Russia has offered US ‘concrete plan’ to end Syrian crisis – Lavrov
Russia’s Foreign Minister Sergey Lavrov has revealed the US is studying Moscow's “concrete” plan to end the war in Syria, while expressing concerns that rhetoric over the humanitarian issue is hindering efforts to resolve the crisis in the Arab country.
“During our contacts with Washington, we have proposed an absolutely concrete plan which they are now studying…I hope the simple proposals the plan contains will not take too much time for Washington to consider,” Lavrov told the Russian daily MK in an interview, while stressing that he could not elaborate on the details of the plan.
The interview, which comes ahead of Diplomat Day in Russia, largely dealt with the “information war” Russia has been embroiled in, according to Lavrov. Russia’s top diplomat said the stand-off goes beyond Eastern Europe, with the settlement of the Syrian crisis seemingly falling prey to it as well.
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“They’ve tried to turn the humanitarian situation in Syria into almost a measure of the ability to take further steps towards reaching a political settlement [of the crisis], making its resolution a preliminary precondition for starting any meaningful talks between the Syrians,” Lavrov said, adding that Moscow is now increasingly being accused of aggravating the situation by conducting its air campaign against terrorist groups in the Arab country.
Russia has even had to compile a report for the UN explaining who was behind the humanitarian crisis in Syria, he revealed.
The situation has been further aggravated by selective, incomplete coverage of the humanitarian crisis by the Western media, according to the official.
“Just for how long can you talk about 40,000 civilians in Madaya not getting enough food, medicine, and other basic necessities because they are surrounded by government troops, and at the same time turn a blind eye to the fact that 200,000 people have been surrounded by Islamic State fighters and other militants in the city of Deir ez-Zor?” Lavrov said.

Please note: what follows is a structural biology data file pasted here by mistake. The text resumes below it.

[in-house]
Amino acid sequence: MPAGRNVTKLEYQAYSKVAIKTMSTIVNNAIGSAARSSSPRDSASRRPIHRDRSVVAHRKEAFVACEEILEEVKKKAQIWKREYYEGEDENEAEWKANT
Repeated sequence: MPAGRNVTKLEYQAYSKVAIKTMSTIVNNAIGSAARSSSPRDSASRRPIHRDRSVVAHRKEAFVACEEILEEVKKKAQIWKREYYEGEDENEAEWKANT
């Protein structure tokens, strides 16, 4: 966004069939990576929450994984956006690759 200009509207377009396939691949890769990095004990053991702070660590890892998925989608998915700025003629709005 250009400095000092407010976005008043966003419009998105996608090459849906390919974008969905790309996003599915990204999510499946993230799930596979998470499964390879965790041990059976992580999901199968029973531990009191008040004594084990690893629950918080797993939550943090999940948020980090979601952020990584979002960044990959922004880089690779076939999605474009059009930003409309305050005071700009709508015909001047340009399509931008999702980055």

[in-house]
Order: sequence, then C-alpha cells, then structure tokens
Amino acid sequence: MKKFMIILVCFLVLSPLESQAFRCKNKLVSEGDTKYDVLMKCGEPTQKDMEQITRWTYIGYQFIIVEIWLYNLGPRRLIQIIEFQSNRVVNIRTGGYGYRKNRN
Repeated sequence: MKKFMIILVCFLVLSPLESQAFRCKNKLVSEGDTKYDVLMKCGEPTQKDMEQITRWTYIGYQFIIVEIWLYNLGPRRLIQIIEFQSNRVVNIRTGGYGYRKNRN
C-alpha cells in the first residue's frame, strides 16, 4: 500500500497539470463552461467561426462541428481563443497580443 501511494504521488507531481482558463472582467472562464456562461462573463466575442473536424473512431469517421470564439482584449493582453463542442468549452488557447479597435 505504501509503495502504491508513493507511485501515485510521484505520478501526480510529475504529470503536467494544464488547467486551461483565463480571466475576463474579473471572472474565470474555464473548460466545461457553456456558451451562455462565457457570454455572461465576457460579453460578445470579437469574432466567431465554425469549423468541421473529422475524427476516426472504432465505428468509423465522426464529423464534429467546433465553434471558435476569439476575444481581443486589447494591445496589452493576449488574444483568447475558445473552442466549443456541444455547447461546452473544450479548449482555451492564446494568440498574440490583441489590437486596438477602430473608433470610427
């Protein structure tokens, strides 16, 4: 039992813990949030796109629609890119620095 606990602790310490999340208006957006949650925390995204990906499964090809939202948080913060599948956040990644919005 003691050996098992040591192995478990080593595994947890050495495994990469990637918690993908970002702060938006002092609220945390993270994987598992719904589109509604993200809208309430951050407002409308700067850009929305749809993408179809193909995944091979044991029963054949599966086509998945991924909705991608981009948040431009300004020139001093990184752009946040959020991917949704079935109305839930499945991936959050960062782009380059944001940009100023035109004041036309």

The city of Deir ez-Zor is an enclave in eastern Syria controlled by government troops and surrounded by Islamic State (IS, formerly ISIS/ISIL) jihadists. Russia’s Defense Ministry delivered humanitarian aid to the besieged city in January.
“We started to airdrop humanitarian aid in such [besieged] settlements while being backed and accompanied by Syrian air forces. We were immediately blamed for dropping the cargo blindly, without guarantees that the aid would get into safe hands on the ground. One can invent any reason [for accusations],” Lavrov said.
Lavrov and Kerry agreed in a telephone call last week on plans to convene a meeting of the International Syria Support Group (ISSG) in Munich on February 11, when the sides are to consider “all the aspects of the Syrian settlement.”
The two top diplomats also urged both Bashar Assad and the opposition forces “to ensure humanitarian access… to the areas of the country blocked both by the government troops and the armed opposition units,” the Russian foreign ministry said, adding that Washington and Moscow will look into possibly coordinating their actions to deliver humanitarian aid to certain areas of Syria.